Even the tiniest breeze can mess with macro, blowing flowers or leaves out of place and causing insects to take flight. If the wind gusts aren't too intense, raise the ISO on your camera a bit higher, which will speed up your lens and help stop the action. Macro photography clamps are also available to attach to flower stems so you can steady the flower. Finally, I've gone so far as to construct a plexiglass windbox (I've got a YouTube tutorial here on how to do this yourself) to keep plants from swishing around in the wind; you photograph the flower right through the box's clear backside. Sometimes, depending on the angle of the sun, there might be a reflection, but simply place a diffuser or reflector on top to cut down on light hitting the back. You can also add a backdrop to the back of the windbox to do the same trick.


5. Seek out subjects that most people can easily ID.

One thing I've picked up over the years is that there are particular macro subjects, like flowers and insects, that draw viewers in, mainly because they know exactly what they're staring at. Having such easily identifiable subject matter creates an automatic connection between your subject and the viewer—and once you've established that initial bond, it's simply up to you to guide them through the image by arranging the image's elements the way you want them.


6. Still, don't be afraid of going for an abstract.

Gravitating toward more abstract images can be especially useful in bad weather, when you might be holed up inside and looking for a way to make creative macro photos. That's when I'll play around with depth-of-field. When you have a subject with interesting lines and textures, you can set your F-stop to the highest numbers to bring everything into focus. But if I want to really leave my subject to the viewer's imagination, creating a soft-focus, dreamy-looking image, I'll shoot in the lower F-stop range for a shallower depth-of-field.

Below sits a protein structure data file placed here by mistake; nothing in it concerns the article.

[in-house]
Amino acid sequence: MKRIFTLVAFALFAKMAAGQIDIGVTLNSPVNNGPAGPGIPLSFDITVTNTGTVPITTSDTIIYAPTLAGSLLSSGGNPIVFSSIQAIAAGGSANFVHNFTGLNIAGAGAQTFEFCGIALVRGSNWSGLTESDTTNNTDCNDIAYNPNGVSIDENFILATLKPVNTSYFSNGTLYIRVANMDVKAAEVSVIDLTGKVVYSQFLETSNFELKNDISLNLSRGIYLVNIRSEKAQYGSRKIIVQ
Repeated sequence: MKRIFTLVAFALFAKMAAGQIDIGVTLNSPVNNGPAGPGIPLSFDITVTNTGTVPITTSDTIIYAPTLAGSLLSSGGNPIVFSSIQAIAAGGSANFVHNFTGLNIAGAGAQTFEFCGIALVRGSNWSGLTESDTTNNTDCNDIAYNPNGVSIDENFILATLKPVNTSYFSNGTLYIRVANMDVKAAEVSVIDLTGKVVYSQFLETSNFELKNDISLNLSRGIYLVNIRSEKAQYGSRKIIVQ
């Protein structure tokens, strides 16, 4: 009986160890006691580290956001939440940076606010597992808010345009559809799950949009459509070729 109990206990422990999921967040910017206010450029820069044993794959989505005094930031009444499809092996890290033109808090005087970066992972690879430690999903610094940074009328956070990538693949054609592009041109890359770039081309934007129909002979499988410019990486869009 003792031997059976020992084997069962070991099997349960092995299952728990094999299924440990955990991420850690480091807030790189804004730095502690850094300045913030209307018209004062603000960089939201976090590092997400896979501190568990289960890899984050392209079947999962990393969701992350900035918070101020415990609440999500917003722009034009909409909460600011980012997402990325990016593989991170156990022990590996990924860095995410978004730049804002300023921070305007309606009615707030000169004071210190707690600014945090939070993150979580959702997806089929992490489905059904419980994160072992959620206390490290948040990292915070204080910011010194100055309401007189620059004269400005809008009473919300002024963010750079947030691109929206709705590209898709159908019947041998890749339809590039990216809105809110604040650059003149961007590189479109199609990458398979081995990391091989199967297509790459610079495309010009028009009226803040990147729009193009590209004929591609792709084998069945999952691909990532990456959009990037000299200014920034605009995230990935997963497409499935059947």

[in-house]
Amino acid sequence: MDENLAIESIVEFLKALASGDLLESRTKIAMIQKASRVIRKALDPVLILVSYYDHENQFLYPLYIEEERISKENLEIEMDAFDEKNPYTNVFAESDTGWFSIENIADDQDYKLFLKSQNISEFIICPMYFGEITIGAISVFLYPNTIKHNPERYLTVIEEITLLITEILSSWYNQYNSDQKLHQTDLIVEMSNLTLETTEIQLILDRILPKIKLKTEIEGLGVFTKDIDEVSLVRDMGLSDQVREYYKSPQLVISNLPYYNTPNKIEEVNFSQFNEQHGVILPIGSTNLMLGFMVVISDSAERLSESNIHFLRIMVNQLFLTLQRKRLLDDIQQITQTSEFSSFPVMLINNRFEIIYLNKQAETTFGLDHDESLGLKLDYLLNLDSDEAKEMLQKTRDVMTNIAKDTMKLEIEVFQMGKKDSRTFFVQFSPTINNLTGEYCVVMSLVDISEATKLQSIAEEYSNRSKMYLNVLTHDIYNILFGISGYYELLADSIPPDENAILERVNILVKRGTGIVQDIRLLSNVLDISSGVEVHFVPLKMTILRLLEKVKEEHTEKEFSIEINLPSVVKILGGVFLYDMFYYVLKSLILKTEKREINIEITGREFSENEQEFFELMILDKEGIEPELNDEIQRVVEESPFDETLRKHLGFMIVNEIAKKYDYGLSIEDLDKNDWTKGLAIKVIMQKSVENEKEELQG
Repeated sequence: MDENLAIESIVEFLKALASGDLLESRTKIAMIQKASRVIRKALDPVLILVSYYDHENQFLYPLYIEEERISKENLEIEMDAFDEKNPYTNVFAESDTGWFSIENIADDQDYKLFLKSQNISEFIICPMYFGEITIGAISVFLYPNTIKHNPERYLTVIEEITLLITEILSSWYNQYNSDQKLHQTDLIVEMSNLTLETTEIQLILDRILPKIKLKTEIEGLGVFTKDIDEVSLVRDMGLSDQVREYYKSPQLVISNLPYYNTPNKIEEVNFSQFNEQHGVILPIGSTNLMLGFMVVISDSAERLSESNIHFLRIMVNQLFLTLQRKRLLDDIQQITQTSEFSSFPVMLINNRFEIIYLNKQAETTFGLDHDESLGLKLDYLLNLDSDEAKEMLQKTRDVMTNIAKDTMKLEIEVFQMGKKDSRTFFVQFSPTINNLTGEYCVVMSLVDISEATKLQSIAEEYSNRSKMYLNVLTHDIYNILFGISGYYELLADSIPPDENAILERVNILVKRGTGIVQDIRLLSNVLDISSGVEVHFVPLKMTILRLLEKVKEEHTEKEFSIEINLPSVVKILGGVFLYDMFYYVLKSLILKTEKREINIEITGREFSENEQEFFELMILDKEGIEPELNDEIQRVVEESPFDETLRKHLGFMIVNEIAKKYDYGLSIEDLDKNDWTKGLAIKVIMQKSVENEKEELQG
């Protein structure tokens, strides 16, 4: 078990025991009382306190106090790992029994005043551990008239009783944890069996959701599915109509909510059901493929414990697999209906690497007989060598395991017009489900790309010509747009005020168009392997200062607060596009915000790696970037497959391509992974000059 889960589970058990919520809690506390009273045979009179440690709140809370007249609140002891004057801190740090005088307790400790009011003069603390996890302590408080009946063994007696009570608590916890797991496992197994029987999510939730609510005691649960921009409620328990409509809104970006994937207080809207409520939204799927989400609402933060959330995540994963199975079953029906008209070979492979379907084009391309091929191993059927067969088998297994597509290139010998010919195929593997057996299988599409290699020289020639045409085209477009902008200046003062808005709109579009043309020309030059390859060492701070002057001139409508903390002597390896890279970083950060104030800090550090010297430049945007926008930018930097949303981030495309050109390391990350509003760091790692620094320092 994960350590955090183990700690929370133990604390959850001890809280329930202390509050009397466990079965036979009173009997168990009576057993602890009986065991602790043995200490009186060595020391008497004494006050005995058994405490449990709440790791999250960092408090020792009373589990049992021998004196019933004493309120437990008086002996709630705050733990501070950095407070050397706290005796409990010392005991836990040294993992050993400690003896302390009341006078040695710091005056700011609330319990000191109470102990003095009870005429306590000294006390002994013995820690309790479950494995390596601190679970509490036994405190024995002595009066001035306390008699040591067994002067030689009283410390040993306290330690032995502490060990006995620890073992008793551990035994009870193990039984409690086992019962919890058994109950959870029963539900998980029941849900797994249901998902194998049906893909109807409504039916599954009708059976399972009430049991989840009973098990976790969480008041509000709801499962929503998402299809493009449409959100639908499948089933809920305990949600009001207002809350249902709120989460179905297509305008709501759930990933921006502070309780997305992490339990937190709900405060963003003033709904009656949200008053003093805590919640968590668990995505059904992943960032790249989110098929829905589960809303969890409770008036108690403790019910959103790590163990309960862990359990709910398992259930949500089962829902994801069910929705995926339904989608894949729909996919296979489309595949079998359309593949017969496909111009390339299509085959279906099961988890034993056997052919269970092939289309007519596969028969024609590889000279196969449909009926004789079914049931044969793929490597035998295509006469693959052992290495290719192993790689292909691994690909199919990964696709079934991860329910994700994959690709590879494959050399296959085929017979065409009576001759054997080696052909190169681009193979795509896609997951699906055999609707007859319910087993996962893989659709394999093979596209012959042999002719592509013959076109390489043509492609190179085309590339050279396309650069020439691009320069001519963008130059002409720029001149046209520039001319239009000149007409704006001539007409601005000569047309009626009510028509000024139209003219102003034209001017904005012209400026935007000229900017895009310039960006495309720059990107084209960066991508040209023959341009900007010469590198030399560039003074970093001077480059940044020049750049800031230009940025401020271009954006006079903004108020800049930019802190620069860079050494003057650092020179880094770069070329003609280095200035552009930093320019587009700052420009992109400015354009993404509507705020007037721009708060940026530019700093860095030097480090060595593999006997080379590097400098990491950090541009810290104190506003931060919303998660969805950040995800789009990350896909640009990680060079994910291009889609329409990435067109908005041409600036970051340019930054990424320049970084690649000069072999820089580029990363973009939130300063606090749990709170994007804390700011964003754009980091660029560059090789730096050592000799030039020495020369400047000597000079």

7. Use supplementary props to create visually compelling images.

It gets cold here in Michigan during the wintertime, so I tend to do more of my macro photography indoors. I'll purchase flowers from my local florist and also order from websites that sell feathers, mounted butterflies, seashells, and agate slabs, which I can then arrange into artistic compositions—whether that's putting a seashell in a bowl on my kitchen table or whipping a subject out of my pocket to place on an outside element, like a brightly colored butterfly on a tree stump that might have an interesting pattern but otherwise be drab.


8. Head out no matter what the season.
Take advantage of our constantly changing environment, which is not only altered month by month, but sometimes day by day. I can revisit the same areas every couple of weeks and find new subjects—it's a never-ending cycle as nature transitions from life to death. If you live in a part of the country where the seasons are significantly different, that offers you even more opportunities to find diverse macro subjects. Learn about the life cycles of the plants and animals in your area, and then get out in the field the season is right for them to flourish and abound.